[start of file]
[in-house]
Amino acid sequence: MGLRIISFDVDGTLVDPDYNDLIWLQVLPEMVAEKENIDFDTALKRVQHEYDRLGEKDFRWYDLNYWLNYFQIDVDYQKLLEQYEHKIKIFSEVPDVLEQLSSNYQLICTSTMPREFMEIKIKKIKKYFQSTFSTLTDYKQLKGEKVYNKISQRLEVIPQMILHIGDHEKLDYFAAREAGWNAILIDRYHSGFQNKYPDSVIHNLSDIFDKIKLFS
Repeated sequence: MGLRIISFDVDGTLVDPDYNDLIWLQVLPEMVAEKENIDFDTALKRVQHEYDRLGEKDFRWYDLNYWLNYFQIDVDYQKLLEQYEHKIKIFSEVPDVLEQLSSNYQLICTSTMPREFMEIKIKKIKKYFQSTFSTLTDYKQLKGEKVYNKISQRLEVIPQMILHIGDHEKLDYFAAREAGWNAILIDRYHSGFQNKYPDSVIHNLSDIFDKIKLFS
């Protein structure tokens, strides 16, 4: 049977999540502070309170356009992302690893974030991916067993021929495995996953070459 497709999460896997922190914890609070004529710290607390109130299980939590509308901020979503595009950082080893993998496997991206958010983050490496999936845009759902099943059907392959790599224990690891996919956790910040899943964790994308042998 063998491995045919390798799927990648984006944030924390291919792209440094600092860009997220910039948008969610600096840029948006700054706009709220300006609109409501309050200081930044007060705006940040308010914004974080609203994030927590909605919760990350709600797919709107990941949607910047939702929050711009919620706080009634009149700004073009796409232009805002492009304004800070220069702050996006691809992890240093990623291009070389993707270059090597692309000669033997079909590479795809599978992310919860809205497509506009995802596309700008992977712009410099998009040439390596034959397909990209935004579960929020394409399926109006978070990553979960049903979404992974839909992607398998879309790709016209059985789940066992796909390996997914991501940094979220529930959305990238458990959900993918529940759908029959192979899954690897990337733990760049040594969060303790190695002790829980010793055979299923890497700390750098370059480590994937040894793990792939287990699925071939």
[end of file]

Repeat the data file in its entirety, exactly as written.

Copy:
[in-house]
Amino acid sequence: MGLRIISFDVDGTLVDPDYNDLIWLQVLPEMVAEKENIDFDTALKRVQHEYDRLGEKDFRWYDLNYWLNYFQIDVDYQKLLEQYEHKIKIFSEVPDVLEQLSSNYQLICTSTMPREFMEIKIKKIKKYFQSTFSTLTDYKQLKGEKVYNKISQRLEVIPQMILHIGDHEKLDYFAAREAGWNAILIDRYHSGFQNKYPDSVIHNLSDIFDKIKLFS
Repeated sequence: MGLRIISFDVDGTLVDPDYNDLIWLQVLPEMVAEKENIDFDTALKRVQHEYDRLGEKDFRWYDLNYWLNYFQIDVDYQKLLEQYEHKIKIFSEVPDVLEQLSSNYQLICTSTMPREFMEIKIKKIKKYFQSTFSTLTDYKQLKGEKVYNKISQRLEVIPQMILHIGDHEKLDYFAAREAGWNAILIDRYHSGFQNKYPDSVIHNLSDIFDKIKLFS
């Protein structure tokens, strides 16, 4: 049977999540502070309170356009992302690893974030991916067993021929495995996953070459 497709999460896997922190914890609070004529710290607390109130299980939590509308901020979503595009950082080893993998496997991206958010983050490496999936845009759902099943059907392959790599224990690891996919956790910040899943964790994308042998 063998491995045919390798799927990648984006944030924390291919792209440094600092860009997220910039948008969610600096840029948006700054706009709220300006609109409501309050200081930044007060705006940040308010914004974080609203994030927590909605919760990350709600797919709107990941949607910047939702929050711009919620706080009634009149700004073009796409232009805002492009304004800070220069702050996006691809992890240093990623291009070389993707270059090597692309000669033997079909590479795809599978992310919860809205497509506009995802596309700008992977712009410099998009040439390596034959397909990209935004579960929020394409399926109006978070990553979960049903979404992974839909992607398998879309790709016209059985789940066992796909390996997914991501940094979220529930959305990238458990959900993918529940759908029959192979899954690897990337733990760049040594969060303790190695002790829980010793055979299923890497700390750098370059480590994937040894793990792939287990699925071939």